When the invitation to my college roommate’s wedding arrived, the envelope read “and Guest.” My heart sped up. I’ve fantasized about having a plus one to introduce to my friend crew, bringing a contributor to the circle of lifted pant legs during “Billy Jean,” which my friends’ significant others’ have made their own little wedding ritual.
As a single twentysomething, I’ve witnessed a half dozen friends tie the knot over the last few years. I’ve engaged enthusiastically in the traditional donning of the color-coordinated bridesmaid dresses (thankfully not-so-bad ones), I’ve paraded through crowded bars in penis paraphernalia, and I’ve constructed gaudy hats from the bows and ribbons topping mounds of bridal shower gifts. If there’s one thing I learned as sidekick to brides-to-be, it’s that practicality has begun to trump tradition in the wedding planning process. Just as couples agree to meet for photographs before the ceremony in order to attend their own cocktail hour, tight budgets often lead to unattached guests, like myself, receiving invites sans a plus one.
When I attended my first post-college wedding, I didn’t give my solo-invite a second thought. I was single after all, and so were most of my friends. We were assigned a large round table and poured unlimited champagne. There were kicked-off heels and wild dance moves. By the time I received the next invitation, friends were coupling off, some showcasing their own diamond engagement rings. Still, being invited without a date wasn’t something I really noticed. Sure, there was an old guy friend or two I might have been able to persuade to join me with promise of an open bar, but I was much happier to enjoy my friends’ special days without worrying if my guest was enjoying himself.
I made the most of my single wedding status; snogging groomsmen, dancing wildly to the five piece band’s cover of The Black Eyed Peas “Good Night,” and having that second slice of decadent red velvet cake. But through each of these evenings, sitting out the slow songs was definitely my least favorite part of the night. Not because I didn’t have a designated someone to wrap my arms around. I could easily rest my head on the shoulder of the blond, sun-kissed best man I’d been eying all night, but there was no intimacy there. Chemistry maybe. It was the way the slow dancing couples looked at each other. The way they whispered to one another, laughed quietly. I wasn’t going to find that with a random groomsmen.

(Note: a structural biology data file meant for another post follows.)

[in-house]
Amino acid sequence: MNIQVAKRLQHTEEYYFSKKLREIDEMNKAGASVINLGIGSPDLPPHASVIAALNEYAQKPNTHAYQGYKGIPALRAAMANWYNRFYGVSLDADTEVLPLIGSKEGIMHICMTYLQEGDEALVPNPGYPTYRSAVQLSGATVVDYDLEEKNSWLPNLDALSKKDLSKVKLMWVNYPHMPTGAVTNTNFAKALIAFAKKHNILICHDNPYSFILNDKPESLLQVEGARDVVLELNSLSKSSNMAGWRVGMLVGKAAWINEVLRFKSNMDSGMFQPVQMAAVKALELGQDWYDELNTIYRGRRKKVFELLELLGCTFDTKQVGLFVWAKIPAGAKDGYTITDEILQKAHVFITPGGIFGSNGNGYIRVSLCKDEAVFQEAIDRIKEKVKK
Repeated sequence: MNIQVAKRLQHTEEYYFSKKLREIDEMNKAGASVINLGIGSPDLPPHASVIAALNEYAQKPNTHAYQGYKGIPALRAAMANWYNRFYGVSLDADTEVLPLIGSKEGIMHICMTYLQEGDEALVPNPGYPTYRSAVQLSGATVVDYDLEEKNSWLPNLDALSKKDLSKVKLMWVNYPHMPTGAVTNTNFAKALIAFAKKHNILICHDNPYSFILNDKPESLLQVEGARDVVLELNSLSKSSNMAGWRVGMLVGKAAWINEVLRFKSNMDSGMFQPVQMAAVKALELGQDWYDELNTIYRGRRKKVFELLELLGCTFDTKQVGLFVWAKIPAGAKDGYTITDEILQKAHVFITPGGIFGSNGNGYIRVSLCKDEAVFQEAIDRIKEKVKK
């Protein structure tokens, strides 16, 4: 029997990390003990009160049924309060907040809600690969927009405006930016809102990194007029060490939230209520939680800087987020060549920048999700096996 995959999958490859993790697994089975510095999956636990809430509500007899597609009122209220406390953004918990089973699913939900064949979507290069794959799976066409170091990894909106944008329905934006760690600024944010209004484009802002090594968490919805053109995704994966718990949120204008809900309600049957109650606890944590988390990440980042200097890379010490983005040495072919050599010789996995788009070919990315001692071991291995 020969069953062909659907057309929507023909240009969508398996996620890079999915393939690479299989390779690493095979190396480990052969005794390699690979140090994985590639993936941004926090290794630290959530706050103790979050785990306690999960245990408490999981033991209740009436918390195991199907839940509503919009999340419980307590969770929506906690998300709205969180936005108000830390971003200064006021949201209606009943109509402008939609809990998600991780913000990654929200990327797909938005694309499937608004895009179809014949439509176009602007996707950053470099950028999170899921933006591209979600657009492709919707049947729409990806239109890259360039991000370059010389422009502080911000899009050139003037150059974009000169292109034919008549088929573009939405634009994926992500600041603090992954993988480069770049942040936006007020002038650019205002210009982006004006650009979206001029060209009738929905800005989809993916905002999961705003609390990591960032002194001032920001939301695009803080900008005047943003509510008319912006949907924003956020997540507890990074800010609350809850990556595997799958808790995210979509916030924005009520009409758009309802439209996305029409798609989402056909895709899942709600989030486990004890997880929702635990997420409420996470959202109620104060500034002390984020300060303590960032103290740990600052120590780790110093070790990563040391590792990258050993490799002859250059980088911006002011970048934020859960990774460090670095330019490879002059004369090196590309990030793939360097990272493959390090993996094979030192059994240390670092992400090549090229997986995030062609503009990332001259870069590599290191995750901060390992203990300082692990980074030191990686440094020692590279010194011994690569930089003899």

Most of the time I’m okay with being single. I can visit my favorite sushi restaurant alone when I’m craving a brown rice California roll. I’m not averse to spending a Saturday afternoon window-shopping in my neighborhood, just my white, paper cup latte and me. But holding this most recent wedding invitation in my hand, I felt a pang of anxiety. I’ve been single so long I’m not sure I even know how to have an “and Guest.”
It was my own fault really for having spent the last few years on the move, never sitting still long enough to get close to someone. But I’m finally settling down now. Having moved to a new city, landing an exciting job, I’ve started to date, slowly. Before receiving the invite, I daydreamed about actually getting a wedding invitation with the opportunity for “and Guest.” As I went on dates, I imagined introducing each of the men to my girlfriends and their partners at the evening, rooftop ceremony for which I will don a little black dress beside one of my best friends as she takes her vows.
I scribbled my name across the R.S.V.P. line and sealed the envelope shut, before I changed my mind. I know, at some point I’ll meet the right “and Guest” and be able leave the singles table behind for good. Until then, I’m embracing my party of one.